The Yomiuri ShimbunOKUTAMA, Tokyo — In a mountain village located at the western end of Tokyo, about 60 kilometers from JR Shinjuku Station, one police officer has been stationed alone for 37 years, watching over the people of the community.
Assistant Police Inspector Kiyoshi Maeda, 62, is stationed at the Nippara residential police box of the Metropolitan Police Department’s Ome Police Station. His posting is the longest at any one residential police box in the nation.
From 6:45 a.m. every morning Maeda greets residents as they pass by the police box, asking them, “How’re you feeling?” When he was first assigned to work in Nippara in the town of Okutama, Tokyo, in 1981, there were about 460 people living here. Now the population has dropped to 94, and 70 percent of them are 60 or older. Checking on their safety is Maeda’s most important duty. In the daytime, he makes door-to-door visits, and also greets residents on their birthdays and the anniversaries of family members’ deaths.
Maeda reached his retirement age two years ago but the residents pleaded for him to stay, so he was rehired and assigned to the same duty.
His jurisdiction includes mountains about 1,000 meters high and a calcareous cave. These attract about 90,000 climbers and tourists annually. Maeda tells them things like, “Watch out for remaining snow” at the trailhead, and also goes into the mountains as a member of the mountain rescue unit when he receives a distress call. He knows the land so well that he can almost pinpoint where lost hikers are if they describe the landscape of their lo-cation via cell phone.
Maeda is from Tsukigata, Hokkaido. After graduating from a local high school, he moved to Tokyo to become a police officer in the Metropolitan Police Department. He worked as a member of the riot police task force and was also assigned to various police stations before applying to serve at a residential police box, hoping to “test my ability,” he said.
At age 25, Maeda moved to the Nippara area, about 20 kilometers from Ome Police Station, with his wife and their daughter.
He said he was bewildered at first by the locals’ custom of calling each other by the names of their houses. He made umeboshi sour plums with housewives and helped out at residents’ funerals. Three years later he had memorized all the residents’ faces and names.
Even in this placid mountain village, accidents and criminal incidents still occur. At the time of the 1985 Japan Airlines jumbo jet crash, Maeda witnessed the plane flying low overhead and the blast echoing through the mountains. A dozen years ago, he arrested a criminal involved in a stimulant drugs case who fled into the mountains.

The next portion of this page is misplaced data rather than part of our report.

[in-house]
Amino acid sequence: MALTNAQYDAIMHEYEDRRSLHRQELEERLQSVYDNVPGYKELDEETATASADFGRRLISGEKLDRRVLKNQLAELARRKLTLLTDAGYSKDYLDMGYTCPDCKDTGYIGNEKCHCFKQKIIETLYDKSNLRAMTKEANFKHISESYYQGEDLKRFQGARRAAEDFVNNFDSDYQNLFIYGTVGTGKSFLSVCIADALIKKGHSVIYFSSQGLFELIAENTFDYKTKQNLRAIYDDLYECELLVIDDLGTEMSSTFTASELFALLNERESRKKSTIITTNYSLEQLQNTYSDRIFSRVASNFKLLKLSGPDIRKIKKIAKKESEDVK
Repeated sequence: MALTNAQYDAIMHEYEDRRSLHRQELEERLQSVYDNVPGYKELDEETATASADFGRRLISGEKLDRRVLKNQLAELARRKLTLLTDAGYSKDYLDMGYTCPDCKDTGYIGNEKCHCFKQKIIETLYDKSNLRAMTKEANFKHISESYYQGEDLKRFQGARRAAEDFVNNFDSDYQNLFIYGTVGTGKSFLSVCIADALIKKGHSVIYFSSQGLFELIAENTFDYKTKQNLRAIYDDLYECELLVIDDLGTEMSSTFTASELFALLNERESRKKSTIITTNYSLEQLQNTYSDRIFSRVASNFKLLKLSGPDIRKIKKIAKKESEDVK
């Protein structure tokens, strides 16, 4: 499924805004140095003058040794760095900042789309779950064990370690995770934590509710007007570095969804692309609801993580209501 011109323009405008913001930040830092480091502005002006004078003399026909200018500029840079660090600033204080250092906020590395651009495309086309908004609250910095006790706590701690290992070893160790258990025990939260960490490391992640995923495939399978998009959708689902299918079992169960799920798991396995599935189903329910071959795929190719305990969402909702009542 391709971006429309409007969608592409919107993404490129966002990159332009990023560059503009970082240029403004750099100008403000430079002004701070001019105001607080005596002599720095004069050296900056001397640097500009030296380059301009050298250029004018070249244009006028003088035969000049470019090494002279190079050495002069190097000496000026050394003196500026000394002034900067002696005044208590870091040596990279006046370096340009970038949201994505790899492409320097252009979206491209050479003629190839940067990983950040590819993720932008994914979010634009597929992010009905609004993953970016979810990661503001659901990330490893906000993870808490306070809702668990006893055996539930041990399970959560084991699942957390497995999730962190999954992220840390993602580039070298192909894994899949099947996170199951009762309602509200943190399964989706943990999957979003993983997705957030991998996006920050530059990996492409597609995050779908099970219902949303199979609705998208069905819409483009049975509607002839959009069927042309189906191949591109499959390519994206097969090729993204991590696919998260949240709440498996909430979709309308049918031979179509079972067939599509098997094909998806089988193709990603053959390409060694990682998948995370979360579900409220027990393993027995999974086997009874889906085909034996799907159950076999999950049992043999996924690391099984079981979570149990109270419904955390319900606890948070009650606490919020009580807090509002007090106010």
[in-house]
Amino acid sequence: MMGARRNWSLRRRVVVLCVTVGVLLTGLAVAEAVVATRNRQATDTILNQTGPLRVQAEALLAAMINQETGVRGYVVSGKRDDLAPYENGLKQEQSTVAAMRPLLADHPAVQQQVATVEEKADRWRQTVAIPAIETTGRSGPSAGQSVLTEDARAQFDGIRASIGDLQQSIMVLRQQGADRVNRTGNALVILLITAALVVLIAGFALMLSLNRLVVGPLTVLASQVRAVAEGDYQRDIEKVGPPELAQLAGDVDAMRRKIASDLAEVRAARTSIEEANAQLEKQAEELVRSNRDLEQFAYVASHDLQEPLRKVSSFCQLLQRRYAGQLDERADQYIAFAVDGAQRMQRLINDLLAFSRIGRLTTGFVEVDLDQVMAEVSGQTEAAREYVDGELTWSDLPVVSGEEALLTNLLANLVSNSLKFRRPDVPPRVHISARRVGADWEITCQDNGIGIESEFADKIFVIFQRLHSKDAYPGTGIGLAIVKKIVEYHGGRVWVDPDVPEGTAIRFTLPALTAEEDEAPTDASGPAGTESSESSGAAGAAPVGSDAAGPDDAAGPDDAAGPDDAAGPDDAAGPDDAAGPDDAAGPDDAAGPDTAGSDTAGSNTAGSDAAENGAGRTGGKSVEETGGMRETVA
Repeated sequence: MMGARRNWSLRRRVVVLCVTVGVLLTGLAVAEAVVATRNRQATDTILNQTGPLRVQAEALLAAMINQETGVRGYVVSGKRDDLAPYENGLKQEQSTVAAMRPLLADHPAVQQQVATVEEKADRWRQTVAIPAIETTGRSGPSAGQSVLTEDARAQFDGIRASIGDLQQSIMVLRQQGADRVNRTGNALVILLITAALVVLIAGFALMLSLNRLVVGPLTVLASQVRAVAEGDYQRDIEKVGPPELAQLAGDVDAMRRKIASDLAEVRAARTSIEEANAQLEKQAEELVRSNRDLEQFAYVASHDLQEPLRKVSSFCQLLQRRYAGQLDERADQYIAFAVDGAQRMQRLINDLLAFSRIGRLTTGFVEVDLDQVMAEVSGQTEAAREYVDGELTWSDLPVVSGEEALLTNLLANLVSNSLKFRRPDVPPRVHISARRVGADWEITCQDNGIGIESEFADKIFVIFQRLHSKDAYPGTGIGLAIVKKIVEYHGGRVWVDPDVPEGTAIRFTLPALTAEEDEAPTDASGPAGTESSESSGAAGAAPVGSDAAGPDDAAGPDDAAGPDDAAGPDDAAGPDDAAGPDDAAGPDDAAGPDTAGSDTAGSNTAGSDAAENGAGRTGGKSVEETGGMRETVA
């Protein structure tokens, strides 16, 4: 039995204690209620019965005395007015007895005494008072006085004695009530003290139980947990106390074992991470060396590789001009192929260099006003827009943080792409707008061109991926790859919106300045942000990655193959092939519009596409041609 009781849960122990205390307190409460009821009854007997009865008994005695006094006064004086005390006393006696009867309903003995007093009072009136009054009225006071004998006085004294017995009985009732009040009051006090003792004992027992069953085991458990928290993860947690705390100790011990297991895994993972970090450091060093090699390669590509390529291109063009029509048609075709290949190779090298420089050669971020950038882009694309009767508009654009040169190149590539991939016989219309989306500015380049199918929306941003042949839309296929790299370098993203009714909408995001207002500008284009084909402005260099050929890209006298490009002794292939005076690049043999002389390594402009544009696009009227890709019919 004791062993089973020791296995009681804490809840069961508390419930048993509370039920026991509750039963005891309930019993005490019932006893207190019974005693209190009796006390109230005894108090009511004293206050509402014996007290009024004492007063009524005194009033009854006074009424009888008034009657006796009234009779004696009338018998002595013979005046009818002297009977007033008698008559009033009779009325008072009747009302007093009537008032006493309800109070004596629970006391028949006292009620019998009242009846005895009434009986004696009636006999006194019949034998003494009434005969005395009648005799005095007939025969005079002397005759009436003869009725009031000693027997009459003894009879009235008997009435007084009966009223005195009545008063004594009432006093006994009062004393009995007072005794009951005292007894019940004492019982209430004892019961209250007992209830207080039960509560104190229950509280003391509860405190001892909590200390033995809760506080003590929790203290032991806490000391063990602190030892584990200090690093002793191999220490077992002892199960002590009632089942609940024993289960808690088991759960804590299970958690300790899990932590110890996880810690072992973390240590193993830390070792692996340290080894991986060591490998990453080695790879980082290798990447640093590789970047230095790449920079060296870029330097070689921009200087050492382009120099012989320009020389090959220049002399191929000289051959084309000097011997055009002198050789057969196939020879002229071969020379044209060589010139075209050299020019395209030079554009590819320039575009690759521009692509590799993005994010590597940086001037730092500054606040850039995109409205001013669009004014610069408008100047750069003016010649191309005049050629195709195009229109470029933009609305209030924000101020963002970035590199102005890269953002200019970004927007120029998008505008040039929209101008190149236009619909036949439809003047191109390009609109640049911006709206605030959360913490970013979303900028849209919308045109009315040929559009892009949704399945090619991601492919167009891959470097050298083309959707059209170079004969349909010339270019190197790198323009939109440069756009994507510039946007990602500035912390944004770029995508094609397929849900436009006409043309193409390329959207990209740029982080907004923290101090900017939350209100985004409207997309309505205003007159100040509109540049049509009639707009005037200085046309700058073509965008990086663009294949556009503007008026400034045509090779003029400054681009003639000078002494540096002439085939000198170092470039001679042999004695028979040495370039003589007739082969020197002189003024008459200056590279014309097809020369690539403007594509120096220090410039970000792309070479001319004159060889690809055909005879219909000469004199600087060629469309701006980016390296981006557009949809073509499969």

Recently, residents of the district have began receiving “It’s me, it’s me” fraud phone calls, prompting Maeda to instruct them on how to avoid the scam.
“Many things have happened over 37 years,” Maeda said.
He is consulted on all sorts of matters by the residents. People come to him saying, “A bear damaged my field,” or “An aggressive salesperson came to my house.” Whenever the residents approach him with a problem, Maeda pays them a visit to hear what they have to say. He calls ambulances when they suddenly become sick and even gives them rides to the train station in the police car when they suffer minor injuries.
“I have to work hard to protect the community by myself, so I have no time to relax,” he said.
“For us, ‘police’ means Maeda-san. We don’t want to lose him, as we can always talk to him about our troubles,” said a 71-year old resident.
Maeda has three more years until the end of his second term, when he will be 65.
“I want to continue protecting this community until the end of my career,” he said.
Residential boxes prove useful
Unlike an ordinary koban police box, Maeda is stationed at a chuzaisho, a police box where an officer resides with their family and handles all sorts of issues that crop up in their jurisdiction.
According to the National Police Agency, there were 6,380 residential police boxes across the nation as of April last year, more than ordinary police boxes, which number 6,256.
At least six police officers are necessary to operate a regular police box, while a residential police box only needs one officer at a minimum.
A shortfall in personnel is one of the reasons behind the large number of residential police boxes.
Residential police boxes have been introduced mainly in urban areas where accidents and criminal incidents are rarely reported at night, and a growing number are reportedly seen around high-rise condominiums and housing complexes.
In Tokyo, 266 police officers aged from 24 to 63 work at 257 residential police boxes, and their average period of service is about 10 years. In some places, police officers who are married couples are stationed together. On islands and in mountain areas and underpopulated areas, equipment such as criminal investigation kits are deployed at residential police boxes in readiness for initial inquiries should a criminal incident occur.
The National Police Agency has directed prefectural police nationwide to help police stations enhance their support for residential police boxes, to reduce the burden on the police officers stationed there and their families.Speech